"I give to University of Detroit Mercy, a nonprofit corporation currently located at 4001 W. McNichols Road, Detroit, MI 48221-3038, or its successor thereto, ______________* [written amount or percentage of the estate or description of property] for its unrestricted use and purpose."

able to be changed or cancelled

A revocable living trust is set up during your lifetime and can be revoked at any time before death. They allow assets held in the trust to pass directly to beneficiaries without probate court proceedings and can also reduce federal estate taxes.

cannot be changed or cancelled

tax on gifts generally paid by the person making the gift rather than the recipient

the original value of an asset, such as stock, before its appreciation or depreciation

the growth in value of an asset like stock or real estate since the original purchase

the price a willing buyer and willing seller can agree on

The person receiving the gift annuity payments.

the part of an estate left after debts, taxes and specific bequests have been paid

a written and properly witnessed legal change to a will

the person named in a will to manage the estate, collect the property, pay any debt, and distribute property according to the will

A donor advised fund is an account that you set up but which is managed by a nonprofit organization. You contribute to the account, which grows tax-free. You can recommend how much (and how often) you want to distribute money from that fund to Detroit Mercy or other charities. You cannot direct the gifts.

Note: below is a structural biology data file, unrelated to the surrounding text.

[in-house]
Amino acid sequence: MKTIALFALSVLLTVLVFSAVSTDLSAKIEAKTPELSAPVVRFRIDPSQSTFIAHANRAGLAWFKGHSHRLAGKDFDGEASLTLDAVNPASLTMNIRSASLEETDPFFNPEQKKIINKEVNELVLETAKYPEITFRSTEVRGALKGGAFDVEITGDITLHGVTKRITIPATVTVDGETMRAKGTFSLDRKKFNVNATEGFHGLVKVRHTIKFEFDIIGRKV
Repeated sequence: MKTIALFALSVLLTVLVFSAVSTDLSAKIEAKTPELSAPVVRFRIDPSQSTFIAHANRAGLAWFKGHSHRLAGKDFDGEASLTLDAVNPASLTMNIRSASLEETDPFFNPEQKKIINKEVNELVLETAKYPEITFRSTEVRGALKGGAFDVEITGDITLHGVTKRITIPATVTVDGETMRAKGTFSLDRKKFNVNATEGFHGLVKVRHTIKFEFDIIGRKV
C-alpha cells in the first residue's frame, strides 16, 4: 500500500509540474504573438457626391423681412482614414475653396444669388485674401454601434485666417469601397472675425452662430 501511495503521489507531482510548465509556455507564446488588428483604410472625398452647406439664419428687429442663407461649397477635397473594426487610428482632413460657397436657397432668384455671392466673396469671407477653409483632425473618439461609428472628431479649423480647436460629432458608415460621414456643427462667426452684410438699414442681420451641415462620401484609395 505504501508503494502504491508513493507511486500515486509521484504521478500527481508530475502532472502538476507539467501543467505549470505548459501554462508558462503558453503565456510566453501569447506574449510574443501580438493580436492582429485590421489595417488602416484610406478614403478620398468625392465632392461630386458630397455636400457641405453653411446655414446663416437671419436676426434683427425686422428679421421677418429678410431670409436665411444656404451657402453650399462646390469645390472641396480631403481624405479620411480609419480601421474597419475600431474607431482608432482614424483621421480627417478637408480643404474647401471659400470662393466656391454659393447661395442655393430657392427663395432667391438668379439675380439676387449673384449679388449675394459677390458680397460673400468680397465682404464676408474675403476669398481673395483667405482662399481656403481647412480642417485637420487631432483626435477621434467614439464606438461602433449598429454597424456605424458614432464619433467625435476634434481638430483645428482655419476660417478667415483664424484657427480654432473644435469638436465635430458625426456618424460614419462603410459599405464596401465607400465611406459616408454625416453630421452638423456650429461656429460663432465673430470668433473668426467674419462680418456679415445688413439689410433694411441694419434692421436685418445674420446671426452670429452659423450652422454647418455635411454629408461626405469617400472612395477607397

An endowed gift can create a new endowment or add to an existing endowment. The principal of the endowment is invested and a portion of the principal’s earnings are used each year to support our mission.

Tax on the growth in value of an asset—such as real estate or stock—since its original purchase.

Securities, real estate or any other property having a fair market value greater than its original purchase price.

Real estate can be a personal residence, vacation home, timeshare property, farm, commercial property or undeveloped land.

A charitable remainder trust provides you or other named individuals income each year for life or a period not exceeding 20 years from assets you give to the trust you create.

You give assets to a trust that pays our organization set payments for a number of years, which you choose. The longer the length of time, the better the potential tax savings to you. When the term is up, the remaining trust assets go to you, your family or other beneficiaries you select. This is an excellent way to transfer property to family members at a minimal cost.

You fund this type of trust with cash or appreciated assets—and may qualify for a federal income tax charitable deduction when you itemize. You can also make additional gifts; each one also qualifies for a tax deduction. The trust pays you, each year, a variable amount based on a fixed percentage of the fair market value of the trust assets. When the trust terminates, the remaining principal goes to Detroit Mercy as a lump sum.

You fund this trust with cash or appreciated assets—and may qualify for a federal income tax charitable deduction when you itemize. Each year the trust pays you or another named individual the same dollar amount you choose at the start. When the trust terminates, the remaining principal goes to Detroit Mercy as a lump sum.

A beneficiary designation clearly identifies how specific assets will be distributed after your death.

A charitable gift annuity involves a simple contract between you and Detroit Mercy where you agree to make a gift to Detroit Mercy and we, in return, agree to pay you (and someone else, if you choose) a fixed amount each year for the rest of your life.